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If Nuclear Assault’s debut is the thrash equivalent of the atom bomb dropped on Hiroshima, than their sophomore release, Survive, is the equivalent of a thermonuclear carpet bombing. We’re talking nuclear winter here; this thing’s power is measured in megatons. With Survive, NA improved significantly from Game Over: upping the distortion (and consequently, the riffage), cranking up the intensity level to at least 12, and dramatically increasing their kill radius beyond comparison to most conventional nuclear weapons (having wrecked the necks of countless listeners to date).
This is one of Nuclear Assault’s finest hours, showing them at their absolute best for almost its entire duration. The songs on here are a bit longer than the ones on Game Over, allowing for more tempo changes and structural diversity without slowing the band’s frantic pace one bit. Much of this is fast as fuck, as one would expect, but there’s plenty of mid-paced madness as well (“Wired” is a good example, it kicks ass regardless of the slower tempo). There’s even a nice clean intro to “Fight to be Free,” featuring a sweet solo from front man John Connelly. Though his playing and writing work magnificently with Anthony Bramante’s throughout the album, most of the choice solos are played by Bramante. But they suit one another nonetheless, with plenty of dueling leads to be found here. Glenn Evans once again beats the hell out of his set in that unhinged, yet spot-on way that only he can, impressing friends and embarrassing foes. Danny Lilker also continues to impress, with a better fit in the mix this time around and more great fills. Lyrics continue in the vein of their earlier politically-minded material and once again it works well.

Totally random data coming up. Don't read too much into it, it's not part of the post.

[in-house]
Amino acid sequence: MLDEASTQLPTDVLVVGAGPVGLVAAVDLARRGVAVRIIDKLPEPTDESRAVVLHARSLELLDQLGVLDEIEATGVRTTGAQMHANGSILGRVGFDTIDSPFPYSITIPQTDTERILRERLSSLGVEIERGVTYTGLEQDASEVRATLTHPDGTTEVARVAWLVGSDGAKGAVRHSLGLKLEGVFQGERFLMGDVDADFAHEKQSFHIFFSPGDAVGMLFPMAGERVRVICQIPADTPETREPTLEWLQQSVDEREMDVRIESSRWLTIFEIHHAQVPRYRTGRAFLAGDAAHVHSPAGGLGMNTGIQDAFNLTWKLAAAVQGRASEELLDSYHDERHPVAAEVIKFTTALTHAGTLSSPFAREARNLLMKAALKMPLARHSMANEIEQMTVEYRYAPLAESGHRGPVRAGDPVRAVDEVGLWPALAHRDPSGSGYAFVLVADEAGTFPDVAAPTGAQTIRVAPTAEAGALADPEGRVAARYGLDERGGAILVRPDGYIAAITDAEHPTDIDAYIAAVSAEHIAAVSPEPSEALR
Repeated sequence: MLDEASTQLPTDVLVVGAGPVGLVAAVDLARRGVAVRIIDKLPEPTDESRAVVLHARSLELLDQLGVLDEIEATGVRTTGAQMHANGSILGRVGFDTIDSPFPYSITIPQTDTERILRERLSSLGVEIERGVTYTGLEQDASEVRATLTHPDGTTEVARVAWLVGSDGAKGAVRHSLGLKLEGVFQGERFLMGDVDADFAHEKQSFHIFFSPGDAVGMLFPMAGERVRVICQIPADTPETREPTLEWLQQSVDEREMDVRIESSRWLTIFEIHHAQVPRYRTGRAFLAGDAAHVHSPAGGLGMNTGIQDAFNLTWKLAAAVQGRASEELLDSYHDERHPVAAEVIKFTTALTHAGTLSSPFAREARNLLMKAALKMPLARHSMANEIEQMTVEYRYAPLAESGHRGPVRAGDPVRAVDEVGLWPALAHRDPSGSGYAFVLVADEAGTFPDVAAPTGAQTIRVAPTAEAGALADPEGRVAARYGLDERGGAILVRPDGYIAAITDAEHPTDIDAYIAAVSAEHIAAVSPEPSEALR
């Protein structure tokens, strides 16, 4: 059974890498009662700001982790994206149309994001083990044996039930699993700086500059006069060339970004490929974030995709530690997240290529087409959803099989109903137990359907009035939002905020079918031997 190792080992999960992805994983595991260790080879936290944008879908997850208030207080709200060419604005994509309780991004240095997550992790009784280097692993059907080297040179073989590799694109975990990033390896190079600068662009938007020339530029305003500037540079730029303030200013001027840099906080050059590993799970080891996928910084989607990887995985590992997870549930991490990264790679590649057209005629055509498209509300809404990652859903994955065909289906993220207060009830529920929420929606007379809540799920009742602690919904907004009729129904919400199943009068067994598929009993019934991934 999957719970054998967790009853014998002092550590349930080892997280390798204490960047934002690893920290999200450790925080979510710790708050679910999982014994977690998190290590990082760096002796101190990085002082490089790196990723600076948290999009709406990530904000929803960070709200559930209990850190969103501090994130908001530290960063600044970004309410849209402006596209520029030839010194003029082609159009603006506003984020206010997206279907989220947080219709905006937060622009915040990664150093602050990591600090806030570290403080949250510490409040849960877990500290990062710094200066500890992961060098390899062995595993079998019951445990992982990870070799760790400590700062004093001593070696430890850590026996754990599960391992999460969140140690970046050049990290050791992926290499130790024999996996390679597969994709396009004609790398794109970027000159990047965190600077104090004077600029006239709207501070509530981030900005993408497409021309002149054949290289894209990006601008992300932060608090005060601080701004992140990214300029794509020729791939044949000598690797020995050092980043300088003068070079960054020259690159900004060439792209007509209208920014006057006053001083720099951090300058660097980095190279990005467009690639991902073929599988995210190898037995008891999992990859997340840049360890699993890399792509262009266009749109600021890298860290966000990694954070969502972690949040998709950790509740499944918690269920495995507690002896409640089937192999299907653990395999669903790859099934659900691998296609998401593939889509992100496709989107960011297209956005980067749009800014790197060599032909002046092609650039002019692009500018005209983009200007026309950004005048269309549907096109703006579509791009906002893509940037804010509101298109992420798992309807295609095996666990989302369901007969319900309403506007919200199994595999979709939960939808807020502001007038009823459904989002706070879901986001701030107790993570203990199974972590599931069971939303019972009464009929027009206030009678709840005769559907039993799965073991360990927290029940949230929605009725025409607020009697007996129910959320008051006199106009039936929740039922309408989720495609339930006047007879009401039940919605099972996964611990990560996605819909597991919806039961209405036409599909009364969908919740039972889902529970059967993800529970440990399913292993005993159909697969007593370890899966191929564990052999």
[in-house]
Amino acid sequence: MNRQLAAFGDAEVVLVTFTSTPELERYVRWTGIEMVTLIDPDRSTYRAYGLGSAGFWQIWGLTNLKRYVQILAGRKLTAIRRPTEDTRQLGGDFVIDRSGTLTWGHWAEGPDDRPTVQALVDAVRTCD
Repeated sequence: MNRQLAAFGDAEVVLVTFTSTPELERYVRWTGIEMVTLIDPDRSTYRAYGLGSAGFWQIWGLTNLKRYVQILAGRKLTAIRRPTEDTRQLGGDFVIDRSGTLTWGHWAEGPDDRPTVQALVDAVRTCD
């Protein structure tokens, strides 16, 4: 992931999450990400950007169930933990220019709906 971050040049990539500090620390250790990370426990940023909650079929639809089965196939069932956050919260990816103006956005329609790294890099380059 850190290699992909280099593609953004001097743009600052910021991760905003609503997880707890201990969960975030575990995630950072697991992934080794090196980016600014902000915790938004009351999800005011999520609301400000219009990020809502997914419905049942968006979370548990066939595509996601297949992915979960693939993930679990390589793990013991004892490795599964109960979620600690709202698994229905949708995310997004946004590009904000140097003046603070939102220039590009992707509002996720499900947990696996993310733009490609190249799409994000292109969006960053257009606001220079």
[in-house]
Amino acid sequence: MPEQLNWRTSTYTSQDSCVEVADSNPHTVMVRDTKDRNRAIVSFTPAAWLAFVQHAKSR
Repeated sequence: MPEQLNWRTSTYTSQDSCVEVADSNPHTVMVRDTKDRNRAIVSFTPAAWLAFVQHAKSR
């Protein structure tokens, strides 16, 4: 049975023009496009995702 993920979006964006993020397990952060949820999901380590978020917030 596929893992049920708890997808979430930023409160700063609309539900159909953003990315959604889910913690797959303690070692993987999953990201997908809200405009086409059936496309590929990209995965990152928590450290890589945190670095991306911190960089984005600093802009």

The songs on here are varied, but almost entirely awesome. The fury of “Equal Rights” and “Rise from the Ashes” perfectly suits the crushing mid-tempo stompers like “Wired” and “Brainwashed.” Unfortunately, there’re a few pointless tracks included here as well, which seems to be the case on most of the band’s albums. I’m talking about “PSA” and “Got Another Quarter,” not the cover of Zep’s “Good Times Bad Times.” That song is a pretty accurate cover, though heavier than the original. Only downside is that it shows John Connelly’s general inability to sing well. His voice suits the band’s original material flawlessly, but he’s not much for imitating anyone with a melodic voice. But yeah, “PSA” and “Got Another Quarter” are pretty worthless. At least “Hang the Pope” from Game Over had a good message behind it.
But overall, Survive is an enjoyable release from an enjoyable band, definitely ranking among the best thrash albums from ’88 (though admittedly there are fewer classics from that year) and a staple addition to anyone’s collection. Supposedly it’s a bit rare on CD; in that case, get a fucking phonograph, this album is worth it.